KABUL, Afghanistan — Afghan President Hamid Karzai on Thursday ordered the release of all but 16 prisoners from a group of 88 detainees that the U.S. says pose a threat to the country and region.
In a statement, Karzai said that a review of the prisoners' cases by Afghan intelligence and judicial officials turned up no evidence of wrongdoing for 45 of the detainees. Karzai said there was insufficient evidence on another 27 and that they must be released. The statement gave no details on when the release will take place.
The remaining 16 detainees will remain in custody until their cases can be reviewed further, the statement said.
The prisoners' possible release has been a sticking point in Afghan-U.S. relations. Last week, a group of U.S. senators met Karzai in Kabul to warn him that release of the 88 detainees from the Parwan Detention Facility "would be a major step backwards" for U.S.-Afghan relations.
An Afghan panel last week ordered the release of 650 detainees from the Parwan Detention Facility. The U.S. says that there is "ample evidence" to suspect 88 of those detainees in the death or wounding of 60 coalition forces and 57 Afghan forces. The U.S. wants those 88 to face trial in Afghanistan.
The U.S. turned over control of the Parwan facility, located near the U.S.-run Bagram military base north of Kabul, to Afghan authorities last March.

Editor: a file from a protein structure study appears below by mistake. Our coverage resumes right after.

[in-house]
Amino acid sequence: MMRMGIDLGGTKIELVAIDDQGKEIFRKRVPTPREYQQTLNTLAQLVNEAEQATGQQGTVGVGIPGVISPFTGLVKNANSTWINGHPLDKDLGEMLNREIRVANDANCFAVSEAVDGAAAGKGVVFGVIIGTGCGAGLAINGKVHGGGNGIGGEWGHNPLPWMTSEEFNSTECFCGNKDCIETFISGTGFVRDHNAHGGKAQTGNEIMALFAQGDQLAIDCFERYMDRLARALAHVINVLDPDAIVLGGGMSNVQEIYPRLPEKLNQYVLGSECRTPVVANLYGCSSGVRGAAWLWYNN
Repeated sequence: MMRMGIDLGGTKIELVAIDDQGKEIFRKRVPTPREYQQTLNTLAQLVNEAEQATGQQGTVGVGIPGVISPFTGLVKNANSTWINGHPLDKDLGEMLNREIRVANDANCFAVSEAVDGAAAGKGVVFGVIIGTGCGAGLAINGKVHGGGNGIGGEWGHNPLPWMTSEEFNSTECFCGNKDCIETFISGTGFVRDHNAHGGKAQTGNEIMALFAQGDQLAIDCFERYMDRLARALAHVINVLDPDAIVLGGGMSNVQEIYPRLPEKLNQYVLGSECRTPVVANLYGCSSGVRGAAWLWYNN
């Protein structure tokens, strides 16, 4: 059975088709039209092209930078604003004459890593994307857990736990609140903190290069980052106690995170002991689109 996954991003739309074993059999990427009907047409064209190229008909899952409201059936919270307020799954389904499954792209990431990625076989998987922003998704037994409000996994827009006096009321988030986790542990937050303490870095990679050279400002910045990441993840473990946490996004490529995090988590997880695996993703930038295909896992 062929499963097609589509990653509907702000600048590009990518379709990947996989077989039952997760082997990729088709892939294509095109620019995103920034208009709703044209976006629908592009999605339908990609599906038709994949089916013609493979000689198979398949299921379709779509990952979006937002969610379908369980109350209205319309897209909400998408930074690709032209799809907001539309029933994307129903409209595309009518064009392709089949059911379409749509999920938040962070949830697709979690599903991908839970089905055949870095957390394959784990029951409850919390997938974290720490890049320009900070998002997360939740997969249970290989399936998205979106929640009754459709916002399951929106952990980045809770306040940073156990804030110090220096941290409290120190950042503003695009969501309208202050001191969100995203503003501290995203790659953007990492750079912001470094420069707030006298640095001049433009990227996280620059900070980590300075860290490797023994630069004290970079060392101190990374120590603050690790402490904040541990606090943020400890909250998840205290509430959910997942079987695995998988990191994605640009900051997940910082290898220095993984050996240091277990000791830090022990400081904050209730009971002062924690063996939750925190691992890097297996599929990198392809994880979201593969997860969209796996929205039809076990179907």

Meanwhile, suicide bombers attacked a police station in Helmand province, killing one police officer and wounding three, a provincial spokesman said.
The attack Thursday evening also wounded six civilians, provincial government spokesman Omar Zawak said. Zawak said two suicide bombers detonated their explosives and police shot dead two other attackers before they could set off their bombs.
The attack took place in the Lashkar Gah, the provincial capital of Helmand, a Taliban stronghold.
Lashkar Gah is also where earlier Thursday, the father of an Afghan girl who police say was part of a botched suicide bomb attack said he's afraid the Taliban will kill him and his daughter if they return to their village in southern Afghanistan.
Abdul Ghafar, the father of Spozhmai, told reporters he couldn't keep his daughter alive "even for a night" should they return to Khan Nishin, the village in Helmand province where the alleged plot took place.
Ghafar says he wants to take his daughter to live with another daughter in eastern Ghazni province as soon as police finish their investigation.
Spozhmai, who police say is 10, says her brother fitted her with an explosives-packed vest and urged her to attack a police checkpoint, but she refused. The Taliban has denied being involved.
Associated Press writers Abdul Khaliq in Lashkar Gah, Afghanistan, and Greg Keller contributed to this report.